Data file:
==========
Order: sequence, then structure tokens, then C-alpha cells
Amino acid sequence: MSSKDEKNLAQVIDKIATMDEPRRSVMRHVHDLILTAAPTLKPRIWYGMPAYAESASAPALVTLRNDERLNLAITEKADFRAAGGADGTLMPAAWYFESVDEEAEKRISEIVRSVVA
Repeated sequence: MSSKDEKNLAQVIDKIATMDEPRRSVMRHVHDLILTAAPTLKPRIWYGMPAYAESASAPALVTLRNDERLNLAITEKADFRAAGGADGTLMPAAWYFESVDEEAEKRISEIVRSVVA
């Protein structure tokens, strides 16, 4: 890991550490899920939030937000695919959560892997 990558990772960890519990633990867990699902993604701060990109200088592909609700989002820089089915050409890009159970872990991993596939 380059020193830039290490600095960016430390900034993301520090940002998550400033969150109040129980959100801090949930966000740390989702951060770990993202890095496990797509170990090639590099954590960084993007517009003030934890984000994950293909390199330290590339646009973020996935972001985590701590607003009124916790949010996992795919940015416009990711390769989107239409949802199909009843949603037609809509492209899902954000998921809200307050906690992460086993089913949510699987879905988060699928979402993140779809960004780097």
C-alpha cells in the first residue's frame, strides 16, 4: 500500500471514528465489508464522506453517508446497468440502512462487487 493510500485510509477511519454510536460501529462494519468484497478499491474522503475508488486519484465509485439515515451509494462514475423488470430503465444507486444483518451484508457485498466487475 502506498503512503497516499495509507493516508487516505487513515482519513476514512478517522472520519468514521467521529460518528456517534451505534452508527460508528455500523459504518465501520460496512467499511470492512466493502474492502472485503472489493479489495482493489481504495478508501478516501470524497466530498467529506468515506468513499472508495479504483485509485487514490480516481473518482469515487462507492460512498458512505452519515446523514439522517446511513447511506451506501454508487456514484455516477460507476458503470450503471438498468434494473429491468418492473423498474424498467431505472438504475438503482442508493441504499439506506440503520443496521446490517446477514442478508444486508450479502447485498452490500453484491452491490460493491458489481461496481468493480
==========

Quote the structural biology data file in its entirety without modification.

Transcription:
Order: sequence, then structure tokens, then C-alpha cells
Amino acid sequence: MSSKDEKNLAQVIDKIATMDEPRRSVMRHVHDLILTAAPTLKPRIWYGMPAYAESASAPALVTLRNDERLNLAITEKADFRAAGGADGTLMPAAWYFESVDEEAEKRISEIVRSVVA
Repeated sequence: MSSKDEKNLAQVIDKIATMDEPRRSVMRHVHDLILTAAPTLKPRIWYGMPAYAESASAPALVTLRNDERLNLAITEKADFRAAGGADGTLMPAAWYFESVDEEAEKRISEIVRSVVA
């Protein structure tokens, strides 16, 4: 890991550490899920939030937000695919959560892997 990558990772960890519990633990867990699902993604701060990109200088592909609700989002820089089915050409890009159970872990991993596939 380059020193830039290490600095960016430390900034993301520090940002998550400033969150109040129980959100801090949930966000740390989702951060770990993202890095496990797509170990090639590099954590960084993007517009003030934890984000994950293909390199330290590339646009973020996935972001985590701590607003009124916790949010996992795919940015416009990711390769989107239409949802199909009843949603037609809509492209899902954000998921809200307050906690992460086993089913949510699987879905988060699928979402993140779809960004780097």
C-alpha cells in the first residue's frame, strides 16, 4: 500500500471514528465489508464522506453517508446497468440502512462487487 493510500485510509477511519454510536460501529462494519468484497478499491474522503475508488486519484465509485439515515451509494462514475423488470430503465444507486444483518451484508457485498466487475 502506498503512503497516499495509507493516508487516505487513515482519513476514512478517522472520519468514521467521529460518528456517534451505534452508527460508528455500523459504518465501520460496512467499511470492512466493502474492502472485503472489493479489495482493489481504495478508501478516501470524497466530498467529506468515506468513499472508495479504483485509485487514490480516481473518482469515487462507492460512498458512505452519515446523514439522517446511513447511506451506501454508487456514484455516477460507476458503470450503471438498468434494473429491468418492473423498474424498467431505472438504475438503482442508493441504499439506506440503520443496521446490517446477514442478508444486508450479502447485498452490500453484491452491490460493491458489481461496481468493480